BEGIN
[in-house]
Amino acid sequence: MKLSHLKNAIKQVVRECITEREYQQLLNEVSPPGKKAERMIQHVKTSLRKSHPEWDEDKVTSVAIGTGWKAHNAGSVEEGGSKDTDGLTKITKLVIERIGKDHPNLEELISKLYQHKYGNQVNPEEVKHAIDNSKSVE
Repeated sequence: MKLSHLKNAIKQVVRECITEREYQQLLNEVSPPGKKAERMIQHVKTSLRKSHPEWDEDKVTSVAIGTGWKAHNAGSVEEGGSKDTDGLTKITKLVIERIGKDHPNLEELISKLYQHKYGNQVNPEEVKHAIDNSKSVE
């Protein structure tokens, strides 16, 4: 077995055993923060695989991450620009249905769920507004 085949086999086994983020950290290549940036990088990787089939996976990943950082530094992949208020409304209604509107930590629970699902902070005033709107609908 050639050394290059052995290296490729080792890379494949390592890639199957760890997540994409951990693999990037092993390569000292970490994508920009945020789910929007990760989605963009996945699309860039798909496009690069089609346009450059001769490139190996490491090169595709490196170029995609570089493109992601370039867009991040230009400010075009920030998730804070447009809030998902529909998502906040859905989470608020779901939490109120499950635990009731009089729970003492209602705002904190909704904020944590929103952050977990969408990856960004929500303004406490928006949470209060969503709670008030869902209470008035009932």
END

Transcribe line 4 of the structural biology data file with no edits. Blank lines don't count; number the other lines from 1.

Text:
């Protein structure tokens, strides 16, 4: 077995055993923060695989991450620009249905769920507004 085949086999086994983020950290290549940036990088990787089939996976990943950082530094992949208020409304209604509107930590629970699902902070005033709107609908 050639050394290059052995290296490729080792890379494949390592890639199957760890997540994409951990693999990037092993390569000292970490994508920009945020789910929007990760989605963009996945699309860039798909496009690069089609346009450059001769490139190996490491090169595709490196170029995609570089493109992601370039867009991040230009400010075009920030998730804070447009809030998902529909998502906040859905989470608020779901939490109120499950635990009731009089729970003492209602705002904190909704904020944590929103952050977990969408990856960004929500303004406490928006949470209060969503709670008030869902209470008035009932």